I probably watch about 40–50ish of a calendar year’s releases, not counting older movies I want to revisit or check out for the first time. (It used to be more but now I have a wife and a dog that greedily want attention.) But for the sake of simplicity let’s say I receive four movies each month from Netflix in the mail. That means for each rental I’m only paying $2; if I happen to rent more movies in a month than normal, then I pay less per movie because elementary math. The only streaming libraries that can rival Netflix’s DVD selection are Google* and iTunes and in general those rentals are going to run you $3 to $7 each, depending on how old they are and HD and all that. But for someone like me that only has a Chromecast, I can’t easily watch an iTunes rental on my TV anyway, and like shit if I’m watching a feature film on my phone.
* And yet when I wanted to rent Doctor Strange from Google Play the other day (see, I know how to use the new-fangled gizmos too!) but it was only available for purchase. That’s a new release from the biggest studio in the world!
The only service that can compete with Netflix DVDs from a cost standpoint is Redbox (if you return the movie on time), where you can rent a new standard definition movie for $1.50. But Redbox has the worst library of any of the providers, leaning heavily toward new releases. Plus, do you really feel like driving to Walgreen’s Friday night to rent a movie then drive back to Walgreen’s Saturday to avoid the late fee?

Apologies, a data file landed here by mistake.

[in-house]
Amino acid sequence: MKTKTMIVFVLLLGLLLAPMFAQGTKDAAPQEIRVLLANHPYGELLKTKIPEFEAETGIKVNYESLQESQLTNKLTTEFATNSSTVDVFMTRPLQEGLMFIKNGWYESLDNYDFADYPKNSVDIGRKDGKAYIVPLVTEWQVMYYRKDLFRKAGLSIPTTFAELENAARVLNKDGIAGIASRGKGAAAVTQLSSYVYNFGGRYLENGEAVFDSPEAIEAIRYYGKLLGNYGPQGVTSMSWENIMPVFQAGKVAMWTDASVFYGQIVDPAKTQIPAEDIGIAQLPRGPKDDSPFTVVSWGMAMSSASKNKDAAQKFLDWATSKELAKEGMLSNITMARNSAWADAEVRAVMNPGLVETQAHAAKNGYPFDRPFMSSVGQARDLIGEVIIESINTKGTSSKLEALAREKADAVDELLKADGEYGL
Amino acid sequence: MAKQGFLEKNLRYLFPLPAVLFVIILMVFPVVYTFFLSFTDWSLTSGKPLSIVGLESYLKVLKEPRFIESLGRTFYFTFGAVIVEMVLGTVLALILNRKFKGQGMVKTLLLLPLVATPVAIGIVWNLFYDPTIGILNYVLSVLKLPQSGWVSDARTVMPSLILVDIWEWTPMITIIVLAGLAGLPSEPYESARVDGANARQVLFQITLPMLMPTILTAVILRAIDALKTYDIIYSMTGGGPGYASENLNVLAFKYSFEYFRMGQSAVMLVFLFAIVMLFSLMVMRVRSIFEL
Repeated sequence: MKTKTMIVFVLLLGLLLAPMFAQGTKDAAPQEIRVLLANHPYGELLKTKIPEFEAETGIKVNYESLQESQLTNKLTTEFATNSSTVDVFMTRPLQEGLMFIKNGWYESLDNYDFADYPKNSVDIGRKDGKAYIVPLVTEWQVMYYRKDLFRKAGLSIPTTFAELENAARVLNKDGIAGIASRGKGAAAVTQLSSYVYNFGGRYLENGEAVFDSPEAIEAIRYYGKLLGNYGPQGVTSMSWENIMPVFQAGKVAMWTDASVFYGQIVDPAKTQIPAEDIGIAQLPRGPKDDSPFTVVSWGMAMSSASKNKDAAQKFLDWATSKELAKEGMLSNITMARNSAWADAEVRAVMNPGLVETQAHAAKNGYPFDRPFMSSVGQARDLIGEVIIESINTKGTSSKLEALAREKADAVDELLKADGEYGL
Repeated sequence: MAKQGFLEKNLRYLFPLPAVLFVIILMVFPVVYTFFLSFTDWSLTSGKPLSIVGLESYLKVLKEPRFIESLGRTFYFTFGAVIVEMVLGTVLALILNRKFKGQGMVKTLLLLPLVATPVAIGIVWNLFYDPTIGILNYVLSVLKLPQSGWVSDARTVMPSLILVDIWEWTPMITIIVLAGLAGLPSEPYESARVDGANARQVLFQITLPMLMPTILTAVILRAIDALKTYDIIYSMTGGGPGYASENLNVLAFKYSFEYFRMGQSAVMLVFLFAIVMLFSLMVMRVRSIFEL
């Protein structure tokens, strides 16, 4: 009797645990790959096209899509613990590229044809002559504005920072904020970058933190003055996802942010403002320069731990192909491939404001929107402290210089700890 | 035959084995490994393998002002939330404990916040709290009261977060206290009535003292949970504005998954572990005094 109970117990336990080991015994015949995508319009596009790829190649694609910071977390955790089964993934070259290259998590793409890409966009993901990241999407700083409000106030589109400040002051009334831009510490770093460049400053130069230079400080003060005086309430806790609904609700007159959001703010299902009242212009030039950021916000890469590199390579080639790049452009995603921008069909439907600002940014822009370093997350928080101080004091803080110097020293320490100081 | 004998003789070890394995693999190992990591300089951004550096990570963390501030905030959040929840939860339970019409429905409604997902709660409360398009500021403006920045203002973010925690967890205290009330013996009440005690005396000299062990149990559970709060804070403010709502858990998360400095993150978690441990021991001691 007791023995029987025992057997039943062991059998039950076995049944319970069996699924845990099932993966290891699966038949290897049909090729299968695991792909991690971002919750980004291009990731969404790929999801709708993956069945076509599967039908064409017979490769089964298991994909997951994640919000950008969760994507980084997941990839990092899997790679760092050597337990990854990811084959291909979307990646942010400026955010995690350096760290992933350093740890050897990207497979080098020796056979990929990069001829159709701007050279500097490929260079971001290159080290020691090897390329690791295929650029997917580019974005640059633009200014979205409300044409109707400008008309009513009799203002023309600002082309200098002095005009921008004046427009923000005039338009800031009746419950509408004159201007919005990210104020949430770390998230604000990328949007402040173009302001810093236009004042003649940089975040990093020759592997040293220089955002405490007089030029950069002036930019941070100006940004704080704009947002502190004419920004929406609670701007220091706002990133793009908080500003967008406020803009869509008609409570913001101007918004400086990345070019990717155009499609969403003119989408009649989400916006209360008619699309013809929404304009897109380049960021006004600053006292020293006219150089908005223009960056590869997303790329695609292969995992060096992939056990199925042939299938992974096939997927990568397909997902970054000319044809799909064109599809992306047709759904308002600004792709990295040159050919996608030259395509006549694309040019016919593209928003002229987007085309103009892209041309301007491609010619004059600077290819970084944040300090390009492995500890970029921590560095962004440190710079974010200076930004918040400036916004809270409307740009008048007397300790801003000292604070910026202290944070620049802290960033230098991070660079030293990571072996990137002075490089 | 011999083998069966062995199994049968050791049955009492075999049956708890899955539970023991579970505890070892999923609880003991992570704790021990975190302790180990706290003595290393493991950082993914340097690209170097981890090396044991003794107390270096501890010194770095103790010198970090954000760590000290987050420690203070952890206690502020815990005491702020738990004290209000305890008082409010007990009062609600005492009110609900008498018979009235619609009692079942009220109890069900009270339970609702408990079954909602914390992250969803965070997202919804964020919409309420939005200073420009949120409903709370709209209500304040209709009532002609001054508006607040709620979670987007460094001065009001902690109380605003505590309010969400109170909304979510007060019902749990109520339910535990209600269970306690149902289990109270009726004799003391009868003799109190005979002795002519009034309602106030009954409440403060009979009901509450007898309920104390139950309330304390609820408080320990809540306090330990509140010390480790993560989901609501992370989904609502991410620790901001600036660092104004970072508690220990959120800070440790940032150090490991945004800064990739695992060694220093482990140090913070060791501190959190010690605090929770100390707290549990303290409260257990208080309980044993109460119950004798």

3) Guys, it’s still pretty convenient
Nothing can beat the ease and convenience of firing up a movie from your phone while sitting on the couch. But, c’mon, Netflix drops the movie off in your fucking mailbox. Your Health app will appreciate the extra steps.
If you want to watch Hidden Figures RIGHT NOW then the DVD plan isn’t going to help you. But it takes, like, two days to receive a new movie after you’ve returned the last one. On the off-days without the mailer you can supplement your entertainment options with Netflix streaming or Blue Apron.
Netflix’s streaming issues are fewer now than in its nascent days, but streaming technology in general still fails more than the good ol’ hardware of disc and disc player (although your dog can’t destroy a stream of Master of None). In general the apps I use for streaming TV or movies work great, but they don’t work as flawlessly or consistently as a disc. One day they will, but for now discs are more reliable.
I don’t have kids, but I assume everything I wrote above won’t necessarily ring true for the parents. If Little Johnny wants to watch Planes 4: Planes Down Under at this moment, it’s probably not going to do any good to tell him it’ll be here in two days.
Or if you’re cool pirating all your movies and TV series, you do you. I once tried to watch an illegal stream of a hockey game on my computer and Spywared myself real good so I’m afraid of that now.
For the rest of us, the Netflix DVD plan is the best combination of price, selection, and convenience. Come join the DVD subscribers in the sun, at least until Netflix folds it in a few months and I live the rest of my life like a schnook in search of movies consumable at home.